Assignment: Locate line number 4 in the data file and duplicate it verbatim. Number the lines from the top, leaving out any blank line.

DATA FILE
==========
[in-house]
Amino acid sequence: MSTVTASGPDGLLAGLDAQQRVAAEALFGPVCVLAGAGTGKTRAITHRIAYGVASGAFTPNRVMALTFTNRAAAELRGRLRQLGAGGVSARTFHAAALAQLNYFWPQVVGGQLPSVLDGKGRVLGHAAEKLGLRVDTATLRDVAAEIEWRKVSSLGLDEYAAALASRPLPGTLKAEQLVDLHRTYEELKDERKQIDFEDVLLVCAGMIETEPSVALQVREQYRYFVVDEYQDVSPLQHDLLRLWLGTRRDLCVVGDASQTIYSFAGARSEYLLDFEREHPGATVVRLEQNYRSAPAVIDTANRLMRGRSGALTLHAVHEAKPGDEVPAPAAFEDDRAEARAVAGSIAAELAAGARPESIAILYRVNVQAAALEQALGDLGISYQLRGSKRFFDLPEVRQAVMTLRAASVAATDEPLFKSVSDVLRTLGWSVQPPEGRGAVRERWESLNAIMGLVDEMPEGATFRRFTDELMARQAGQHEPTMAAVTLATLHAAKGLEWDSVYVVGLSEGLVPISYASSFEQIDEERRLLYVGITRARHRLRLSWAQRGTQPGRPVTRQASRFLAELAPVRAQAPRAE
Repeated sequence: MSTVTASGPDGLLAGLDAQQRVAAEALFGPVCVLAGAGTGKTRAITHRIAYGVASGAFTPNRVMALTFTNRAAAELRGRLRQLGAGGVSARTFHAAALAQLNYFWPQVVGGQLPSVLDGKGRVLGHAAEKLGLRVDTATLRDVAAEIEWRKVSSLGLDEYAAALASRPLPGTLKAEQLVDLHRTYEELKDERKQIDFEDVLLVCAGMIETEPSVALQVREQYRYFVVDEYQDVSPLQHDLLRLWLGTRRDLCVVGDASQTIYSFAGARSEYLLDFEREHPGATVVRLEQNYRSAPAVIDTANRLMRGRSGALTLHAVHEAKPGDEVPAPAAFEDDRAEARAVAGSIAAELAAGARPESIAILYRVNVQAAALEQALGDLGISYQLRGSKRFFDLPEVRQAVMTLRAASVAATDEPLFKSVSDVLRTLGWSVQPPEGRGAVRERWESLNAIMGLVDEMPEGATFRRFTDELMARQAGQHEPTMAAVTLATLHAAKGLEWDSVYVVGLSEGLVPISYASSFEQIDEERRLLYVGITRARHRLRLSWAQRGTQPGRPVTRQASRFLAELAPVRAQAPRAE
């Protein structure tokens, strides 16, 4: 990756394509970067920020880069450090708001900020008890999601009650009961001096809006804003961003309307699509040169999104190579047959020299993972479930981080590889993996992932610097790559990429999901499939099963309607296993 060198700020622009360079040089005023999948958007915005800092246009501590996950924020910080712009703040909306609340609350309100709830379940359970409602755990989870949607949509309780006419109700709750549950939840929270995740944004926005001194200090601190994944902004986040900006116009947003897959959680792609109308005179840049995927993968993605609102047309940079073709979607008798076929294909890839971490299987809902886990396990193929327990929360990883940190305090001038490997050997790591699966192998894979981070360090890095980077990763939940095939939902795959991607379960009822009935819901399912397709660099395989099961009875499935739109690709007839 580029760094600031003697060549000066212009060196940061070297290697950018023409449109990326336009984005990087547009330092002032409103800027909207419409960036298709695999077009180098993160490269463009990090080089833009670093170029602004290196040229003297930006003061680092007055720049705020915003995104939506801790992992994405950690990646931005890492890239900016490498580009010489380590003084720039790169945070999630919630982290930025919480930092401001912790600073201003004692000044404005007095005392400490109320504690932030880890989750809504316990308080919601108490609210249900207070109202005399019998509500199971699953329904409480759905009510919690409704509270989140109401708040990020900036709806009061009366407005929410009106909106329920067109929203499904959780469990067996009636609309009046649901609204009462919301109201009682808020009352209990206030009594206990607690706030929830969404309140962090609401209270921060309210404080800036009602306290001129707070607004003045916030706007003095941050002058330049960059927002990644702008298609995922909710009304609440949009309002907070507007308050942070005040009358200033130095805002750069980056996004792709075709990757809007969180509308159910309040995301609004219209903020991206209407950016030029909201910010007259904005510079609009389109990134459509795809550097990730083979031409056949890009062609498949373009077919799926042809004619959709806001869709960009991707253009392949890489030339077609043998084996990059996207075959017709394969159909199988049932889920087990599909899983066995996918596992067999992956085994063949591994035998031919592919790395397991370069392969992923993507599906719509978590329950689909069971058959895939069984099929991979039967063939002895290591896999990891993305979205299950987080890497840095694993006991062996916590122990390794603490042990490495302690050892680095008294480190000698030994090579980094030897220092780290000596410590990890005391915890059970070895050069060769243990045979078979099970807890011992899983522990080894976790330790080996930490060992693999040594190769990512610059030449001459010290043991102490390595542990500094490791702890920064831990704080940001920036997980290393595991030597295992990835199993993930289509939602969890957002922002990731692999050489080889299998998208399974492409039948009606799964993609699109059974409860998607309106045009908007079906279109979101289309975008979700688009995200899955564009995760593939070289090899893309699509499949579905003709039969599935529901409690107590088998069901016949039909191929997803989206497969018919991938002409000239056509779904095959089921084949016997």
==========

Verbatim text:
């Protein structure tokens, strides 16, 4: 990756394509970067920020880069450090708001900020008890999601009650009961001096809006804003961003309307699509040169999104190579047959020299993972479930981080590889993996992932610097790559990429999901499939099963309607296993 060198700020622009360079040089005023999948958007915005800092246009501590996950924020910080712009703040909306609340609350309100709830379940359970409602755990989870949607949509309780006419109700709750549950939840929270995740944004926005001194200090601190994944902004986040900006116009947003897959959680792609109308005179840049995927993968993605609102047309940079073709979607008798076929294909890839971490299987809902886990396990193929327990929360990883940190305090001038490997050997790591699966192998894979981070360090890095980077990763939940095939939902795959991607379960009822009935819901399912397709660099395989099961009875499935739109690709007839 580029760094600031003697060549000066212009060196940061070297290697950018023409449109990326336009984005990087547009330092002032409103800027909207419409960036298709695999077009180098993160490269463009990090080089833009670093170029602004290196040229003297930006003061680092007055720049705020915003995104939506801790992992994405950690990646931005890492890239900016490498580009010489380590003084720039790169945070999630919630982290930025919480930092401001912790600073201003004692000044404005007095005392400490109320504690932030880890989750809504316990308080919601108490609210249900207070109202005399019998509500199971699953329904409480759905009510919690409704509270989140109401708040990020900036709806009061009366407005929410009106909106329920067109929203499904959780469990067996009636609309009046649901609204009462919301109201009682808020009352209990206030009594206990607690706030929830969404309140962090609401209270921060309210404080800036009602306290001129707070607004003045916030706007003095941050002058330049960059927002990644702008298609995922909710009304609440949009309002907070507007308050942070005040009358200033130095805002750069980056996004792709075709990757809007969180509308159910309040995301609004219209903020991206209407950016030029909201910010007259904005510079609009389109990134459509795809550097990730083979031409056949890009062609498949373009077919799926042809004619959709806001869709960009991707253009392949890489030339077609043998084996990059996207075959017709394969159909199988049932889920087990599909899983066995996918596992067999992956085994063949591994035998031919592919790395397991370069392969992923993507599906719509978590329950689909069971058959895939069984099929991979039967063939002895290591896999990891993305979205299950987080890497840095694993006991062996916590122990390794603490042990490495302690050892680095008294480190000698030994090579980094030897220092780290000596410590990890005391915890059970070895050069060769243990045979078979099970807890011992899983522990080894976790330790080996930490060992693999040594190769990512610059030449001459010290043991102490390595542990500094490791702890920064831990704080940001920036997980290393595991030597295992990835199993993930289509939602969890957002922002990731692999050489080889299998998208399974492409039948009606799964993609699109059974409860998607309106045009908007079906279109979101289309975008979700688009995200899955564009995760593939070289090899893309699509499949579905003709039969599935529901409690107590088998069901016949039909191929997803989206497969018919991938002409000239056509779904095959089921084949016997």